College Football Bowl Game Odds
To make it to a college football bowl game, teams have to prove themselves over and over during the regular season. That means that when we get to the post-season slate, we’re treated to the best matchups college football has to offer for the current season.
For sports bettors, the spread-out nature of bowl season is also real bonus. Add in the fact that it wraps itself nicely around the holiday season, and you’ll have lots of Bowl odds to look forward to as the calendar gets set to shift. On this page we’ll walk you through everything you need to know about betting on college football bowl gamess in Colorado.
Live Odds on College Football Bowl Games
See below for live point spreads, moneylines and totals odds on every bowl game from legal CO online sportsbooks. Click on any odds to go directly to the sportsbook, claim your bonus and lock in your bet. Use the drop-down menu to change your odds board. Check the second tab for current futures odds on the National Champion.
How does college bowl betting work?
After the college football regular season, the matchups for bowl season are announced, and betting lines for each of the games are released soon thereafter. Bowl season includes 40+ games, so there is plenty of action on the field and potential wagering opportunities.
Here are the biggest games on the menu, which are also known as the New Year’s Six Bowls:
- Rose Bowl: Affectionately known as “The Granddaddy of Them All,” the Rose Bowl is held annually in Pasadena, California, and has a history that spans over a century.
- Orange Bowl: Emanating from Miami, the Orange Bowl has been a big highlight of the college football landscape since 1935.
- Sugar Bowl: The Sugar Bowl also traces its roots back to 1935 and is currently hosted at the Caesars Superdome in New Orleans.
- Cotton Bowl: From deep in the heart of Texas — Dallas, to be specific — the annual Cotton Bowl Classic is one of the most popular bowl games on the docket.
- Peach Bowl: A relatively new kid on the block, the Peach Bowl debuted in 1968 and makes its home at Mercedes-Benz Stadium in Atlanta.
- Fiesta Bowl: The Fiesta Bowl is held at State Farm Stadium in Glendale, Arizona, and has been a staple of the bowl season menu since 1971.
Betting on the College Football National Championship
The New Year’s Six Bowls attract plenty of attention and betting action as it is, but it’s gone to a whole new level in recent years. Since the end of the 2014-15 college football regular season, the six bowls have taken turns playing host to the College Football Playoff.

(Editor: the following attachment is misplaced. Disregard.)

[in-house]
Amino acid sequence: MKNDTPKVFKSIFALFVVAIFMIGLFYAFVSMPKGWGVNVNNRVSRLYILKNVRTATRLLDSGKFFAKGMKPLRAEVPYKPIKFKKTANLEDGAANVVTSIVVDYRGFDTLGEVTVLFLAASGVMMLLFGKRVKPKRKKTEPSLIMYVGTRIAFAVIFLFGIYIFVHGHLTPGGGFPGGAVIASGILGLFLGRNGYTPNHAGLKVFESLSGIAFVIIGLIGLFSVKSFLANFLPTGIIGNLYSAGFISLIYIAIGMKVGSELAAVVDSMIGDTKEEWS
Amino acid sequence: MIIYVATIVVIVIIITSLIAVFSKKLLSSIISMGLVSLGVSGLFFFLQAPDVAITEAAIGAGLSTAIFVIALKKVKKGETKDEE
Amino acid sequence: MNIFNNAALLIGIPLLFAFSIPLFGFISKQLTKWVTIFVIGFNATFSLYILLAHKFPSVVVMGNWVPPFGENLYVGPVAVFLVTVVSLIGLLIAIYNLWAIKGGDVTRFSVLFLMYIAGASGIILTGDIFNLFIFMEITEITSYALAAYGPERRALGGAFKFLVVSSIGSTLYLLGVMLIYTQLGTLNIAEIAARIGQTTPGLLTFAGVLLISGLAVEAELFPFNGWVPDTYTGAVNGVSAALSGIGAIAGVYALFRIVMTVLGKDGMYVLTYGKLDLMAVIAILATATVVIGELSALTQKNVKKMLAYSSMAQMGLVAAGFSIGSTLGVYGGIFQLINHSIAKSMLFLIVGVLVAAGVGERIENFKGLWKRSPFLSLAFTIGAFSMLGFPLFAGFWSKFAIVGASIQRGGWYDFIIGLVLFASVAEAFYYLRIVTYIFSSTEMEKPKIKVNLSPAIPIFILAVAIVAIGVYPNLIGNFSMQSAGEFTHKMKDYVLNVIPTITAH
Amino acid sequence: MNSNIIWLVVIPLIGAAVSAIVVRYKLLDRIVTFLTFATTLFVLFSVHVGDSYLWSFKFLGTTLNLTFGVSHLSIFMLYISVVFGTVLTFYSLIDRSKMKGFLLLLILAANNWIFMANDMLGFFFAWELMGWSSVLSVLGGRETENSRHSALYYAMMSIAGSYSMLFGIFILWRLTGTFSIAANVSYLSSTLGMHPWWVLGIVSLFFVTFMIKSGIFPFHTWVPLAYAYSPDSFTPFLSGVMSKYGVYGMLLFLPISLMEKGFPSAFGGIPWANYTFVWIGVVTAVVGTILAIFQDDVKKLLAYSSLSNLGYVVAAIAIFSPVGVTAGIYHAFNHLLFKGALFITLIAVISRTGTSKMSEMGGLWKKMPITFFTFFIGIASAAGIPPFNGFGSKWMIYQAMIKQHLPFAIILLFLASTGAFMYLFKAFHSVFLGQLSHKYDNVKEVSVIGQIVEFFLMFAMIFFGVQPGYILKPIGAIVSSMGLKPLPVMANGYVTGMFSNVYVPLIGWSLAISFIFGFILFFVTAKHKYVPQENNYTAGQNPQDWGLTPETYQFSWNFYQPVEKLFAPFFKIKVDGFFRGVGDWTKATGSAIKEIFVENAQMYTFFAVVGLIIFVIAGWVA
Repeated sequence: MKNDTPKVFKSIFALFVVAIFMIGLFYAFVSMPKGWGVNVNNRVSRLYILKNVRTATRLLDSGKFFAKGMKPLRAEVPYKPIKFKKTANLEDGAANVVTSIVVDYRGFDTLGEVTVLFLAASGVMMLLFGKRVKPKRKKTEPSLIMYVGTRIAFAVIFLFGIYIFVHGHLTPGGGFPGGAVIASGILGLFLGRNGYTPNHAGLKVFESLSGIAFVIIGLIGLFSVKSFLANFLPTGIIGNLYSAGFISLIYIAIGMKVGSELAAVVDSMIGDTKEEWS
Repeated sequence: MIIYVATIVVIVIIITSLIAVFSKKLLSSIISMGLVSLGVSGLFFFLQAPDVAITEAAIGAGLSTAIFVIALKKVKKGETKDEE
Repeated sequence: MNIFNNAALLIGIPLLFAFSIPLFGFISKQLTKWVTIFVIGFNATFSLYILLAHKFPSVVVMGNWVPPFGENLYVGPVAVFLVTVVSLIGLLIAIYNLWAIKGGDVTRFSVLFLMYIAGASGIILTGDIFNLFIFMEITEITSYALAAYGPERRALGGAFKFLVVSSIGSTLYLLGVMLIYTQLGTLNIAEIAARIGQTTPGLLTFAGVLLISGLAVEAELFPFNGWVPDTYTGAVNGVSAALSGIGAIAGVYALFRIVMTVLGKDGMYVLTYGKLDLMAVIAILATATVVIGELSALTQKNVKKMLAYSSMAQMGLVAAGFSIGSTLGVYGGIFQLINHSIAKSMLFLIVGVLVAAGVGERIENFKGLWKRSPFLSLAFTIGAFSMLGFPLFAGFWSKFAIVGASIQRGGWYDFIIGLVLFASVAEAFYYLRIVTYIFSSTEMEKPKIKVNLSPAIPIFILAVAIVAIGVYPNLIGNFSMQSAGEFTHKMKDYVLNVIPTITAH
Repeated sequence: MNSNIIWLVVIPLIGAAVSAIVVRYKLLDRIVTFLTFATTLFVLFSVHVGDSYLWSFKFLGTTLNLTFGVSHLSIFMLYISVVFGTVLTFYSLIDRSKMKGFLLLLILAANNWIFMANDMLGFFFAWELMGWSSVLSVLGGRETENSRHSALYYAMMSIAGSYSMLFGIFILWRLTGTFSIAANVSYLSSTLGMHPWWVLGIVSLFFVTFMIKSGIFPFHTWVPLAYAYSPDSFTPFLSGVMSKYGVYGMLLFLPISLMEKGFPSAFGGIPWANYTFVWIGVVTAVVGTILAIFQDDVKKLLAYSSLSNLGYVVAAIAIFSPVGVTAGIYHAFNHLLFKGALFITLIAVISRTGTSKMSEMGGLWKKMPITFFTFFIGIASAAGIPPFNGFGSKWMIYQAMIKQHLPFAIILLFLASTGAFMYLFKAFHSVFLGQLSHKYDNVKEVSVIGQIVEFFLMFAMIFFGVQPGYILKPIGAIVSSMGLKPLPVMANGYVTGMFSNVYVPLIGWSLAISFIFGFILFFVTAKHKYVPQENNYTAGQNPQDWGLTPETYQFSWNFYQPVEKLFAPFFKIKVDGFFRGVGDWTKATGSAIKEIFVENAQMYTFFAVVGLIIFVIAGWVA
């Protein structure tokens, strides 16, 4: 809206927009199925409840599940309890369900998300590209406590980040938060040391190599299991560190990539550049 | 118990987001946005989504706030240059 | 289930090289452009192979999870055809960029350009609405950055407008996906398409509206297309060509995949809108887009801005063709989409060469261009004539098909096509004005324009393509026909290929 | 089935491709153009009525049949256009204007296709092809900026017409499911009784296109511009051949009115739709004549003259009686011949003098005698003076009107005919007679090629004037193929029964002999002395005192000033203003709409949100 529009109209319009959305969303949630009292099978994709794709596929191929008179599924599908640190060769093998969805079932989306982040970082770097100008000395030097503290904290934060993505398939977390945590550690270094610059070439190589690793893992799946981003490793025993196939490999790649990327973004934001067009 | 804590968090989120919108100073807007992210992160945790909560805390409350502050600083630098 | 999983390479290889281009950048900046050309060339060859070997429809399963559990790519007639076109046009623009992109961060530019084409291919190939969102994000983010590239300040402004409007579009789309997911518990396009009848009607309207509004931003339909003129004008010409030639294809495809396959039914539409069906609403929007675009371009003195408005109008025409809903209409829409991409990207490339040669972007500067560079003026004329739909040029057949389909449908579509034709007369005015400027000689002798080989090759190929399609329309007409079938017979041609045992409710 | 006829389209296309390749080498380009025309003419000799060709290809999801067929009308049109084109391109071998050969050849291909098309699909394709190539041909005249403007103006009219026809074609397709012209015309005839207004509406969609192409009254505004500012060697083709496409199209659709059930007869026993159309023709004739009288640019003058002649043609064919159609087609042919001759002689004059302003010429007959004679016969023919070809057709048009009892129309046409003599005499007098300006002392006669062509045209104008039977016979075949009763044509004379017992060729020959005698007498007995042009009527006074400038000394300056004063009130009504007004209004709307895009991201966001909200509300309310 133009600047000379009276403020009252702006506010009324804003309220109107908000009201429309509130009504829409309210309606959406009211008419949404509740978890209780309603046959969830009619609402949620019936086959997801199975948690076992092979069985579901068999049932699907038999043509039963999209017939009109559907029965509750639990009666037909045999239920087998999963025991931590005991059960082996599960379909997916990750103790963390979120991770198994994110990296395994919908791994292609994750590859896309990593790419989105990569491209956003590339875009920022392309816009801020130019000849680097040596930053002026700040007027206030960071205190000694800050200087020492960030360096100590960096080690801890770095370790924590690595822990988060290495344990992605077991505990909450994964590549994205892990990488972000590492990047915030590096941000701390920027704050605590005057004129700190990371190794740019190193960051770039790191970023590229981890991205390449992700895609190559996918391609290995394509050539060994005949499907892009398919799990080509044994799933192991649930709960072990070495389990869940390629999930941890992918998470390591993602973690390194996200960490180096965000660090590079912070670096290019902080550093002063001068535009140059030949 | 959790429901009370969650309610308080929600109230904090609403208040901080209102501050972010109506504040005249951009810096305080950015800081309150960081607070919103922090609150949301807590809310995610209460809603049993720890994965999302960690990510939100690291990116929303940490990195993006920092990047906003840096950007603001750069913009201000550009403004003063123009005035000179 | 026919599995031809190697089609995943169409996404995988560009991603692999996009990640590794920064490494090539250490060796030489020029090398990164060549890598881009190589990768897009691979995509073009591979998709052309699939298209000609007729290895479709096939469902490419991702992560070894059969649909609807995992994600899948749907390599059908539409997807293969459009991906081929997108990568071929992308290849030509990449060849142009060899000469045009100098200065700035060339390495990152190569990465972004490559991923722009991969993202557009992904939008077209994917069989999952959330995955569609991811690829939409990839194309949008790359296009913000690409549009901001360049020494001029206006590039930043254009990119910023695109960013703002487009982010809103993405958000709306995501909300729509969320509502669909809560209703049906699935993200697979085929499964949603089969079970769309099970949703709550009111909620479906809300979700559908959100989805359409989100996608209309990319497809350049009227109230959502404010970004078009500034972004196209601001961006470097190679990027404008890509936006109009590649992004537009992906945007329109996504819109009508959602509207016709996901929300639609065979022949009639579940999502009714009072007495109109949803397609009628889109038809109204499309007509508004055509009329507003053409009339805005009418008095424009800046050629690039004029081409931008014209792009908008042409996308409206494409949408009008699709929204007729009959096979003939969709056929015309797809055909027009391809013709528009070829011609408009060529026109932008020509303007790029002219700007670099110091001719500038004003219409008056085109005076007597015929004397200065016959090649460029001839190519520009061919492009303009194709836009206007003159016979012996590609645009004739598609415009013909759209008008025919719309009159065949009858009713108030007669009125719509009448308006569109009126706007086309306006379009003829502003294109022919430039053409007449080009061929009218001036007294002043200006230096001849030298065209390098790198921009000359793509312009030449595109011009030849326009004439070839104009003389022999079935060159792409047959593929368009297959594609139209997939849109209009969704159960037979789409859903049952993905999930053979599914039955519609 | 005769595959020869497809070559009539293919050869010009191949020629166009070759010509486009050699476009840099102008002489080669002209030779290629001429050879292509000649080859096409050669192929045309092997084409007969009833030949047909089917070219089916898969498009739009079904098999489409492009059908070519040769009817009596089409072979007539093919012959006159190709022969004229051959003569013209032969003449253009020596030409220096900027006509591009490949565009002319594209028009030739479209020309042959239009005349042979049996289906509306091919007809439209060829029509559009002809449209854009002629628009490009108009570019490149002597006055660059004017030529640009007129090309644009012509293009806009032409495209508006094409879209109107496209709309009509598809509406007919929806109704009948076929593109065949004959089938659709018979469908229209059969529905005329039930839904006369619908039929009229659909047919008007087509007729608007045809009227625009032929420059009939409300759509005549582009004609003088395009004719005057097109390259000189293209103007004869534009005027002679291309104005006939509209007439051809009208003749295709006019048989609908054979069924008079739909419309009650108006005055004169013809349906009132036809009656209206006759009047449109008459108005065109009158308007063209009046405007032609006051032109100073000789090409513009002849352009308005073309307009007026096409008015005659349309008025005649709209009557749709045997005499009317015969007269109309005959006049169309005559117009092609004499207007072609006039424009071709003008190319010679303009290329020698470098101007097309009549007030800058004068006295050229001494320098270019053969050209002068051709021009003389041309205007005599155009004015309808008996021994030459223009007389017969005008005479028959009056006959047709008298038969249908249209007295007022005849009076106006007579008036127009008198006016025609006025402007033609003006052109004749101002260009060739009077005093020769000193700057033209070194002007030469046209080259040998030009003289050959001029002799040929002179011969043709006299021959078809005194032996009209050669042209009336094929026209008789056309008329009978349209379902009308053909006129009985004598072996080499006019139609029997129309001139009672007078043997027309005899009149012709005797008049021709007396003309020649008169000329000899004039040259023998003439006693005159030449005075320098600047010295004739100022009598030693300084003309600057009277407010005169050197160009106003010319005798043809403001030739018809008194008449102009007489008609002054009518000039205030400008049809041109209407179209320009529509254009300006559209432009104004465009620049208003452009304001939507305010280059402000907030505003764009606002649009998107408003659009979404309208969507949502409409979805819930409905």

The top four teams in the nation, as designated by the College Football Playoff selection committee, square off in a pair of semifinal games at bowls. The winners advance to meet in the national championship game.
Between the playoffs and title game, we’re talking about one of the biggest sports betting events of the calendar year. You’ll have a number of different ways to bet and get involved. We’ll take a closer look at the main types of bets you can place in a bit.
Is college bowl betting legal in Colorado?
Yes, it’s legal to bet on college football bowl games in Colorado, and all other major sports for that matter. Voters gave legal sports betting the nod in 2019, legislators grabbed the ball from there, and the official rollout took place in 2020.
If you want to bet on sports in Colorado, you must be 21 or older, located within state lines and not on the prohibited list of participants, such as those who are affiliated with a pro or college team.
One note to keep in mind: Prop bets on college sports are prohibited by state law. Prop bets are essentially side wagers you can place on things that may or may not happen in a game.
How to read college bowl betting lines and odds
The lobby of listings at online and mobile sportsbooks may look a bit foreign at first glance, but it doesn’t take that long to get up to speed. For the major team sports, including college football, the odds board appears in the same manner.
As an example, let’s consider a fictitious matchup in which USC pays a visit to Colorado. When you come across the game, it’ll be listed with the visitor on top and the home team on the bottom. Next to each team will be a series of numbers such as this:
- USC -2.5 (-110) -140 O 54.5 (-110)
- Colorado +2.5 (-110) +120 U 54.5 (-110)
The three sets of numbers you see represent the following: point spread, moneyline and totals. Here’s how you read each of the numbers for the game in question.
- Point spread: The -2.5 by USC indicates that oddsmakers are favoring it by that amount of points, while the positive spread by Colorado indicates underdog status.
- Moneyline: The negative number on the USC side means it is favored, while the positive odds for Colorado point to it being the underdog.
- Totals: This is a benchmark for total points scored in the game. In this case, it’s 54.5, and bettors can decide if they expect the total to be over or under that amount.
We’ll zero in on all three bet types in more detail shortly. For now, try to memorize what the odds board is telling you like this:
- Point spread: Negative points means favorite, while positive points equals the underdog.
- Moneyline: These odds work in the same way, a minus for favorites and a plus for the underdogs.